April 28, 2007
The road you’re walkin’ might be long sometimes,
But keep on steppin’ and you’ll be fine.
Ease on down, ease on down the road.
— Charlie Smalls, 1944-1987
American composer and lyricist
R&B version for The Wiz of “Follow the Yellow Brick Road”
I am finished. Having retreated into the spiritual realm of my own inner thoughts for eight solid days, I am retreated out. I am ready to go home. I am ready to go back into my regular life, where I have to make my own dinner and wash the dishes but where I don’t have to walk the equivalent of the distance to my neighbor’s house (and dress as if I am going there) to use the bathroom in the middle of the night.
I told a friend this morning that the hard interior work was over and it was all about play and joy today. The title of the session was “Breakthrough,” (following “The Call,” “The Search,” and “The Struggle”). Sounded like celebration to me.
I spoke too soon. Today was pretty serious, involving dividing your life into seasons and examining the signal events (such as marriage, divorce, the deaths of loved ones), the lessons learned from each, and the traits you developed as a result. I am happy to report that the season of my life I am currently in is (I decided) “late summer,” not “autumn” as the facilitator’s chart would place a sixty-year-old.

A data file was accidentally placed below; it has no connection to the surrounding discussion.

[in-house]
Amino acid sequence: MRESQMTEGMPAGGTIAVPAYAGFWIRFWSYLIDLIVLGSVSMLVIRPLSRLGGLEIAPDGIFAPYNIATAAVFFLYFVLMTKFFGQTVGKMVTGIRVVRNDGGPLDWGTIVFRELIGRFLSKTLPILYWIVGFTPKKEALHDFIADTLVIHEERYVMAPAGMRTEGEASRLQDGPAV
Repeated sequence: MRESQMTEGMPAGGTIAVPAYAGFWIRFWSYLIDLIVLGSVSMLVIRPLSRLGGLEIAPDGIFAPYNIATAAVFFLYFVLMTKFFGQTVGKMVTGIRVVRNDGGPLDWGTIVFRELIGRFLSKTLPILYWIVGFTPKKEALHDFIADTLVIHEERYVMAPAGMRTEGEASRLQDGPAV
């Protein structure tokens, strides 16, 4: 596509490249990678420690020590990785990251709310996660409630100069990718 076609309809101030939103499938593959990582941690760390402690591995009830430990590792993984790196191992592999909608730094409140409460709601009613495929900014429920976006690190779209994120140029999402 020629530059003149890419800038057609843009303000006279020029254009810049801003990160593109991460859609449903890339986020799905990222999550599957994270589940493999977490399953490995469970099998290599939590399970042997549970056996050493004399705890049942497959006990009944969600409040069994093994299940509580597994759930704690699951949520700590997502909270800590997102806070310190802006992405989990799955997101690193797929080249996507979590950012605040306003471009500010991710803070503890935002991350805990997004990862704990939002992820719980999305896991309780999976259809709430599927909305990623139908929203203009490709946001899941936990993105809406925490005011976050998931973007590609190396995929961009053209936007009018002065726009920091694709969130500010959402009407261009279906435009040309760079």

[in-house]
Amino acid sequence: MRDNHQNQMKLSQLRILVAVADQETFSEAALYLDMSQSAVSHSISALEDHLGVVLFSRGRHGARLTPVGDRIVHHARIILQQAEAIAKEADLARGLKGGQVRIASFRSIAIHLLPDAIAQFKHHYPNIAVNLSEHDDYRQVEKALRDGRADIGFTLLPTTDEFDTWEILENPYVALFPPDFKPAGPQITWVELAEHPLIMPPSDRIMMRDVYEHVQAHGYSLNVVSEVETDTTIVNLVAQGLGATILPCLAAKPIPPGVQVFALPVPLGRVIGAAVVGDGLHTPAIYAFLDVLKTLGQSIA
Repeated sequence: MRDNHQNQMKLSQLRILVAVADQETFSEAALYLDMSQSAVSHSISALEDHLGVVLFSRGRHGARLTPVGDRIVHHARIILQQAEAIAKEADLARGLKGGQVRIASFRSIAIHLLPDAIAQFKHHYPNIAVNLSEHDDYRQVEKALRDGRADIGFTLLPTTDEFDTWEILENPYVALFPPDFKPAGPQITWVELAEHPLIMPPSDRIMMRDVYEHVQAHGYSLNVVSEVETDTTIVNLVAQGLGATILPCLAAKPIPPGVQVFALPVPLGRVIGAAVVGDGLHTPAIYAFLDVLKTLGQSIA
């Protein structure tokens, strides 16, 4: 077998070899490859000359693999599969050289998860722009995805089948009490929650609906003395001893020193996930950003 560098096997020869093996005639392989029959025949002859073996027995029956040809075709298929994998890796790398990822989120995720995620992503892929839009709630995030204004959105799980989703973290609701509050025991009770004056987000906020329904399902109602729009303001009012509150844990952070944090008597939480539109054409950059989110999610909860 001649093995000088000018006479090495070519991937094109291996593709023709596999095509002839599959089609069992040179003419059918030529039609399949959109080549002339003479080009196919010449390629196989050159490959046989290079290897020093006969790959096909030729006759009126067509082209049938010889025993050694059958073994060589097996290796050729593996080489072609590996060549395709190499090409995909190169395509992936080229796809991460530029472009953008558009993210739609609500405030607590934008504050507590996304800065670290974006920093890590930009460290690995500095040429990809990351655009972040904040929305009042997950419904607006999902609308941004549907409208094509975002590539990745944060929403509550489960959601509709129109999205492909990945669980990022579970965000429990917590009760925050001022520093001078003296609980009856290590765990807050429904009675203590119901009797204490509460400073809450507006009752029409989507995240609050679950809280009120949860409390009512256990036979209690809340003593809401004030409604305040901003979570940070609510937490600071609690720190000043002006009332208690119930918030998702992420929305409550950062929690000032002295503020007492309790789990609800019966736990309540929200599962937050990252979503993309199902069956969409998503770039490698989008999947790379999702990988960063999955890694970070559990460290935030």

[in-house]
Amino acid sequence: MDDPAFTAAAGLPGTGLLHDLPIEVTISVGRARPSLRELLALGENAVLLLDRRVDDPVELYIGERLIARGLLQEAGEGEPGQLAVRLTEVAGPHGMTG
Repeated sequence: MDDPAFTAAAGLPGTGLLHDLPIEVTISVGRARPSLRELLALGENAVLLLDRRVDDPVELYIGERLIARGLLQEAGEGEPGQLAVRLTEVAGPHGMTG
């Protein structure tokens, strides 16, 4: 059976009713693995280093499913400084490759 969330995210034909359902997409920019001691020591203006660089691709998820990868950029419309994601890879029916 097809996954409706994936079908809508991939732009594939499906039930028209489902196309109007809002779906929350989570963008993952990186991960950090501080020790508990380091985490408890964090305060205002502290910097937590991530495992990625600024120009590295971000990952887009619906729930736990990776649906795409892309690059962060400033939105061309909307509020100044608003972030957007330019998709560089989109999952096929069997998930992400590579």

I wound up with five charts that fit the eras that shaped my life. (I am eager to get home and pull out the papers outlining a similar exercise I did in a similar workshop thirty years ago.) I analyzed the data looking for peaks and valleys and learned (not for the first time) that the best part of my life began when I was 36. And I cried some, for the first time this week, over hurts that I inflicted, ways in which I was careless of people’s hearts, more interested in what they could do for me than in what we could do together for each other.
I think maybe a retreat experience isn’t authentic unless you cry a little.
And now I’m finished. I’m a different, wiser, maybe better person than I was last Friday (and certainly a more productive one — I have twenty-five pages of notes and ideas and eight shaped essays posted here). We have one more session in the morning, a sort of wrap-up and review. Mass is at noon and lunch is not until 1:00, and much as I would like to receive the Eucharist one more time in the community of this House, if I can talk to Father Henry at breakfast I might ease on down the road a little early.
Thank you again for reading, so much and so often.